6. What comes first: the plot or the characters?
I’m more character-driven, I believe. I look at a character’s flaws, and find a plot to challenge him or her. Exploiting a character’s weakness is the most rewarding way to build a plot to me. With this book, while I did outline and start with the characters (what would the scientific Holmes do when confronted with a genius theologian and scholar like Pope Leo?) I discovered historical facts of the period that caused me to form my plot around them. So, in a way, the plot grew organically from the characters, but also from my research.
7. Which of your characters do you love/hate/fear/pity the most and why?
In this book, I loved Pope Leo XIII. Visualizing him in a fictional sense was so amazing. He was this regal, yet loving, humble, gentle old man. He’s genuine, yet politically savvy. I know some Sherlock fans can’t fathom reading a Sherlock story in the voice of a pope, but it really did work for me. He surprised me.
8. What was the hardest part of writing your book?
Avoiding anachronism is definitely a biggie, but I think the hardest part for this project was imitating Conan Doyle’s voice. While I am familiar Doyle’s language, so is everyone else who has ever read Sherlock Holmes. I knew I’d have fans scrutinizing the text for mistakes. With Leo, I was imitating his voice as translated into English, so there was bound to be some leeway. In the Doyle’s case, you have his music or you don’t, and the pastiche will sink or swim depending on how well you sell it. It was an intimidating prospect.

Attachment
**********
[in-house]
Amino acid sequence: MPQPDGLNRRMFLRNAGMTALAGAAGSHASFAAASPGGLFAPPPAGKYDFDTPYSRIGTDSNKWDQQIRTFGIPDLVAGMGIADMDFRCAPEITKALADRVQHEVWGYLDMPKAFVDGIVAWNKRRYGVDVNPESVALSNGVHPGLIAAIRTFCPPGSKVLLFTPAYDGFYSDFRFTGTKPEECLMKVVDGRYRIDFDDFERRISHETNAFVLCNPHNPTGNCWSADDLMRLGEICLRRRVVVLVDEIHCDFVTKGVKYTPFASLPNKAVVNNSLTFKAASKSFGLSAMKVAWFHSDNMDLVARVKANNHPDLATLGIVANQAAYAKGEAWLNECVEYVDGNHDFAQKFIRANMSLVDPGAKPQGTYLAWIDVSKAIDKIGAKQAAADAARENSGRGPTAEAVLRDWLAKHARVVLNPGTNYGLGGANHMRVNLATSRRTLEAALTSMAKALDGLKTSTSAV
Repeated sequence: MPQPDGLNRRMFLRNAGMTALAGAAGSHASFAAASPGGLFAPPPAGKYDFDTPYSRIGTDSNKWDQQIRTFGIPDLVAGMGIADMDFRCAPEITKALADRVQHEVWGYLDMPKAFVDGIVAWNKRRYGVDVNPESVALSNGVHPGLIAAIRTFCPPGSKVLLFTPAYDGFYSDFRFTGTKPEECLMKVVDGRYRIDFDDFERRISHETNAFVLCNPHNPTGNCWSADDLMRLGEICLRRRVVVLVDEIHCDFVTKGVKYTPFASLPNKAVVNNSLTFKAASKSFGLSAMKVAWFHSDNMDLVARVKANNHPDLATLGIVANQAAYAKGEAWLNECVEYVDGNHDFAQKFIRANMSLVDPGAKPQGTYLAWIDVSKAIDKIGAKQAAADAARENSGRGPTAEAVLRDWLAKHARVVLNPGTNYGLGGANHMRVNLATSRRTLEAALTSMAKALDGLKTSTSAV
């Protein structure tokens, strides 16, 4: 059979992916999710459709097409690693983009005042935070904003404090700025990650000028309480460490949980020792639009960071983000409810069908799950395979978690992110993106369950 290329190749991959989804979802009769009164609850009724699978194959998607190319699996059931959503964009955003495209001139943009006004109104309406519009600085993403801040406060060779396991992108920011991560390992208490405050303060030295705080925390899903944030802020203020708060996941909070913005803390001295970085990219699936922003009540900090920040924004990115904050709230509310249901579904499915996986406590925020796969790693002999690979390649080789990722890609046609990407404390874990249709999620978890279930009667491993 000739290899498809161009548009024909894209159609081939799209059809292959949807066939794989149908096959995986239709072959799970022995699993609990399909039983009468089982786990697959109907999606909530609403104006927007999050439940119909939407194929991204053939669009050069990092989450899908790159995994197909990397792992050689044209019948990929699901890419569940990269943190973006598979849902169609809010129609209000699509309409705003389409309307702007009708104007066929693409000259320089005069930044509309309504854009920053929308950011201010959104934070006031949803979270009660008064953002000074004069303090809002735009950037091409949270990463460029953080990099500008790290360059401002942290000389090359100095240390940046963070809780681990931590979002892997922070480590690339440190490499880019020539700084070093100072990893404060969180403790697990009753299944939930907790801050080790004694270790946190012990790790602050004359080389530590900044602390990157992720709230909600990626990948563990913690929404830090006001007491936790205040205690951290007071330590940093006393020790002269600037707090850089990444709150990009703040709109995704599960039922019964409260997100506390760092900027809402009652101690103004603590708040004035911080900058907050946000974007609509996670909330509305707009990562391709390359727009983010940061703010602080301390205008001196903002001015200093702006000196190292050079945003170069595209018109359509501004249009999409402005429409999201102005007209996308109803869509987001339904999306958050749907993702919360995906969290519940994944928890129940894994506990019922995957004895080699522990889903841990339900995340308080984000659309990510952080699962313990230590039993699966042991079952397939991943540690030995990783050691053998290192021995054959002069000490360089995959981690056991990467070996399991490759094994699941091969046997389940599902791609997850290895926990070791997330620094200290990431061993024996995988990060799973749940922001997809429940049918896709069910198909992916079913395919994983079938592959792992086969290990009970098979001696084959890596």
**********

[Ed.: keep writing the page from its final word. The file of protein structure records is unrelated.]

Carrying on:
9. Did your book require a lot of research? How long does it take to write a book for you?
Whenever you do a historical piece it requires a lot of research. I did try to find primary source material whenever I could. And the internet is such a great tool to lead me to the right sources.
In terms of time, I tend to be a slow writer. This book took me a year to write.
10. What are some of the challenges in your writing process?
Managing my time. Besides writing I teach high school classes, raise my little boy, act as president of the Catholic Writers Guild and sing professionally. It leads to a very busy life – which is another reason I write slowly.
11. Describe your writing space.
Cluttered. I have plans, though, to move my office into a new room. My dining room has been unused for the three years we’ve been in this house, which we built. Initially I thought I’d use it as a real dining room, but I’m thinking I can move my office downstairs and put storage in there and make it my office. I bet I can tackle a lot of clutter if I simply add the storage and more space. At least, that is my hope.
12. What advice would you give a new writer just starting out?
Finish what you write. There are many millions of people who want to write a book or a story. The key to selling a book or any piece of writing – is having it done!
13. Where can people learn more about you and your work?
They can read about me at my web site: http://www.holmeschurchmysteries.com.